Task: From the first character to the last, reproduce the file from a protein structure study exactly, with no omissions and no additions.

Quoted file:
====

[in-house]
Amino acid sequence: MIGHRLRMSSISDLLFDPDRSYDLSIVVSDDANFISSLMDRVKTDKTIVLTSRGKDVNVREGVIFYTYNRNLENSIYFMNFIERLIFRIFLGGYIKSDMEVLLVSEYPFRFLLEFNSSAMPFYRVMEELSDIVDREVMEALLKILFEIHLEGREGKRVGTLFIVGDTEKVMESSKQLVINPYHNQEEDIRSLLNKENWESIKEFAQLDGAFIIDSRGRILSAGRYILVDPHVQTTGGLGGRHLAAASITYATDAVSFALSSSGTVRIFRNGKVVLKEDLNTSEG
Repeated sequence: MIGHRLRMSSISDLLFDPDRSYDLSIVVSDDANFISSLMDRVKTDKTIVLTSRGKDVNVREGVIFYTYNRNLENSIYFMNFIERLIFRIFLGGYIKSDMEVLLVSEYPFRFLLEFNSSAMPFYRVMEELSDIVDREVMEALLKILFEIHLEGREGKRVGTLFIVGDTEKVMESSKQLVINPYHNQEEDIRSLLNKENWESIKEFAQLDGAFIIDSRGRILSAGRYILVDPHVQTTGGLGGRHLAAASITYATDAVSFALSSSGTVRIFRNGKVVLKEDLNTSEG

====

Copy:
[in-house]
Amino acid sequence: MIGHRLRMSSISDLLFDPDRSYDLSIVVSDDANFISSLMDRVKTDKTIVLTSRGKDVNVREGVIFYTYNRNLENSIYFMNFIERLIFRIFLGGYIKSDMEVLLVSEYPFRFLLEFNSSAMPFYRVMEELSDIVDREVMEALLKILFEIHLEGREGKRVGTLFIVGDTEKVMESSKQLVINPYHNQEEDIRSLLNKENWESIKEFAQLDGAFIIDSRGRILSAGRYILVDPHVQTTGGLGGRHLAAASITYATDAVSFALSSSGTVRIFRNGKVVLKEDLNTSEG
Repeated sequence: MIGHRLRMSSISDLLFDPDRSYDLSIVVSDDANFISSLMDRVKTDKTIVLTSRGKDVNVREGVIFYTYNRNLENSIYFMNFIERLIFRIFLGGYIKSDMEVLLVSEYPFRFLLEFNSSAMPFYRVMEELSDIVDREVMEALLKILFEIHLEGREGKRVGTLFIVGDTEKVMESSKQLVINPYHNQEEDIRSLLNKENWESIKEFAQLDGAFIIDSRGRILSAGRYILVDPHVQTTGGLGGRHLAAASITYATDAVSFALSSSGTVRIFRNGKVVLKEDLNTSEG